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What is an Insurance Claim

Insurance Claims are requests on behalf of policyholders to insurance agencies in order to receive coverage and/or compensations for a loss that is covered by their policy. Once a claim is filed, the agency then confirms that the claim is either valid or invalid. If validated, the agency will then make the approved payment to either the policyholder or an interested third party that has been approved. 

These claims can offer a wide array of coverage, ranging from basic medical procedures to death benefits and almost everything in between, depending on the services offered by the agency. In certain scenarios, a third party can also file insurance claims on behalf of the policyholder. However, that is not always the case.



How do Insurance Claims Work?

The purpose of an insurance claim is to compensate policyholders against loss, often financial loss. In the legal world, this is called indemnification. The policyholder pays premiums to maintain their policy and ensure that they are covered for whatever their policy encompasses. The claims that are most frequently filed are for medical services or goods, loss of life, liability from owning/renting a home, and liability from the operation of vehicles. 



For policies regarding causality/property insurance, the main determinant of your coverage cost comes from the amount of claims you file, regardless of who was at fault or the size of the accident. As the amount of claims you file increases, so does the amount you pay to stay covered. 

That being said, if the claim you are filing is based on damage that is not your fault, your rates may not rise. If the claim is for damage that you caused, you should expect to see a rate increase. Common examples of damage that are not at the fault of the policyholder are weather damage or your car being hit while parked. 



Many other circumstances can increase your rate as well. Things such as your driving record, being in an area prone to natural disasters that can damage whatever you are trying to insure or even having a low credit score can also all lead to a rate hike. To read more about ways to keep the cost of your auto policy down, check out our blog post here.



Not every type of claim is viewed the same by a carrier. Claims that indicate liability in the future, such as having mold or water damage, if your dog bites someone, or if someone is injured on your property are all examples of claims that can act as a red flag for agencies. These types of claims often lead to rate increases. 

What are the Different Kinds of Insurance Claims?

Casualty / Property 

For many individuals a house is one of, if not the, largest asset purchased in their lifetime. When the policyholder files a claim to damage to their home (or other insured property), the claim is usually filed online and sent to a claims adjuster. The policyholder must report the damage of whatever they own directly to the agency. The claims adjuster will evaluate the claim and the damage, and then verify the claim. If the claim is approved, the adjuster then makes the payment to the policyholder.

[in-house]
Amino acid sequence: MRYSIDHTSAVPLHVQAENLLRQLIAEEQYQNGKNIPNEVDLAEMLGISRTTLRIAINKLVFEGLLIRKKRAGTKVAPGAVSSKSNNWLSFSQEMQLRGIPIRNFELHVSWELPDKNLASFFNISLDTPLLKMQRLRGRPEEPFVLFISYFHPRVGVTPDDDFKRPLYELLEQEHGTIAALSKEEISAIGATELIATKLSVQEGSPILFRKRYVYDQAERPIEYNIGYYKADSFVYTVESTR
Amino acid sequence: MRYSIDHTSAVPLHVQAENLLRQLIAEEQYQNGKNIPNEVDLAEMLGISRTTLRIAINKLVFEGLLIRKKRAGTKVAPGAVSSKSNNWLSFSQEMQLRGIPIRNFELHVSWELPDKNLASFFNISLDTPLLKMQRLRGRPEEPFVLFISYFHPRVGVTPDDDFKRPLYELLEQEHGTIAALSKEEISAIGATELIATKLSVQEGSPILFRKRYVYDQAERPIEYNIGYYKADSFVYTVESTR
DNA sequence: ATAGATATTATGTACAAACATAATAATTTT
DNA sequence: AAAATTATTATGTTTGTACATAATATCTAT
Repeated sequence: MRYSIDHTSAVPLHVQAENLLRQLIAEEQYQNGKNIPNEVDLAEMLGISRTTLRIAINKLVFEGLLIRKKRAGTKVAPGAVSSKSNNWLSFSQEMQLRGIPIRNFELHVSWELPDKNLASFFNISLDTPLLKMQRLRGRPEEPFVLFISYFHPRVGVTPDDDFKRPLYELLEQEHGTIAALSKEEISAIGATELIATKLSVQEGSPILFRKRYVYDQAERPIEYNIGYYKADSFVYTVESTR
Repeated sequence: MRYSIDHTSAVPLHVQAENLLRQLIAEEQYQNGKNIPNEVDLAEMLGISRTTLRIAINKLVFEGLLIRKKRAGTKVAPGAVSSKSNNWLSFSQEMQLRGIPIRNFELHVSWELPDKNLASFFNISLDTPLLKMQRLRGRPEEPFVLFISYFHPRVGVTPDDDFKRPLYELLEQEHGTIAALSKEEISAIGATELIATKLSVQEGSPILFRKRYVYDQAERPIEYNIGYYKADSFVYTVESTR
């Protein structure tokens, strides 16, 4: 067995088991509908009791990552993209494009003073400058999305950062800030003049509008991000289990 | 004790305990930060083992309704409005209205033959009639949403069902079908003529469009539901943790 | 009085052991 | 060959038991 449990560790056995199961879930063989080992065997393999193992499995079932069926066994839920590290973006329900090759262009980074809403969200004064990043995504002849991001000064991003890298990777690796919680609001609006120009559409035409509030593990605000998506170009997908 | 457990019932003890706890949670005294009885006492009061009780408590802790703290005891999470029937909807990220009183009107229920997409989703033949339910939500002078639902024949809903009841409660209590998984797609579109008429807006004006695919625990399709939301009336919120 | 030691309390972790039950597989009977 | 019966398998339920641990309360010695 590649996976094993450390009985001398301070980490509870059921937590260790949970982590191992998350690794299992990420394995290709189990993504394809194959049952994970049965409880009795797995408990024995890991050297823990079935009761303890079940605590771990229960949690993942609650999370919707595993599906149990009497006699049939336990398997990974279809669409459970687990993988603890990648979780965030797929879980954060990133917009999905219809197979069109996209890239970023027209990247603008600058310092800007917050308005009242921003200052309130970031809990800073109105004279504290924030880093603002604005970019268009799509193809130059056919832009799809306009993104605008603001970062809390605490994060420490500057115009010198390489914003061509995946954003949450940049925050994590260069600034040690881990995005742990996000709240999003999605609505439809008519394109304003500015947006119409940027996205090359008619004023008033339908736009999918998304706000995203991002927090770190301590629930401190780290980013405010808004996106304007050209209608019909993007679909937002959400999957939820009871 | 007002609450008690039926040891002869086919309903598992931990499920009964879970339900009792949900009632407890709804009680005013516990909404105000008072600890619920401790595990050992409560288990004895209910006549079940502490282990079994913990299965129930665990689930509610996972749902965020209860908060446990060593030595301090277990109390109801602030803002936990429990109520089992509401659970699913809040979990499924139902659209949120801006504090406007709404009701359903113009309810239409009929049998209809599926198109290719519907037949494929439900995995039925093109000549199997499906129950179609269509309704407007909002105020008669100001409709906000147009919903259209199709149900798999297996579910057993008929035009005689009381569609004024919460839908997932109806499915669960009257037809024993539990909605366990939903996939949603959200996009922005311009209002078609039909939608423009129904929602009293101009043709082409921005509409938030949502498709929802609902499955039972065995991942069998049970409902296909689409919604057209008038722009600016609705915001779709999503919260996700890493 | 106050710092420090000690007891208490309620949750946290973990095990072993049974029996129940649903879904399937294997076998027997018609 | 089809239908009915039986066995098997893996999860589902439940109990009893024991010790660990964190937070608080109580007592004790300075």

Life Insurance 

When someone files a life insurance claim, that person must show the original policy, a certificate of death and a claim form. After that, the agency will conduct an in-depth examination of the circumstances of the death to confirm that the death was not categorized under a contract exclusion, such as the result of a crime or a suicide. 

Without any extenuating circumstances, the process often takes one to two months. This allows the beneficiaries of the claim to replace the income of the deceased.

Health/Medical

Costs of most medical procedures and health care can be prohibitively expensive. Health insurance policies, whether for an individual or group can protect patients from these costs, which often amount to burdens because of the expensive nature of health care. Most claims are filed by health care providers and are on behalf of the policyholders, unlike property claims. After the provider files the claim, the process is handled electronically and generally requires minimal effort from the policyholder. 

The only time a policyholder must actually file a paper claim themselves is when the medical provider does not take part in electronic transmittals, but the services provided are still covered by the insurance policy. 

Special Considerations

There is no specific, black and white way to determine what constitutes a rate hike. Some agencies can be more lenient in some areas and stricter in others and each agency can be different. It is important to understand regardless of your insurer, filing any claim can put your rates at risk. Learning as much as you can about your agency is the best way to understand what filing a claim can do to your rates. 

No matter what, filing as few claims as possible is crucial in protecting your rates and keeping them constant. Only filing claims in the case of devastating loss is the best way to keep your rates what they are. 

As an Independent Agency, you should always consult us before you file a claim so we can consider your unique circumstances.

Written by Max Chaitin.

Disclaimer: This post is to be used for informational purposes only. Each person should consult their insurance or business advisor with respect to matters referenced.

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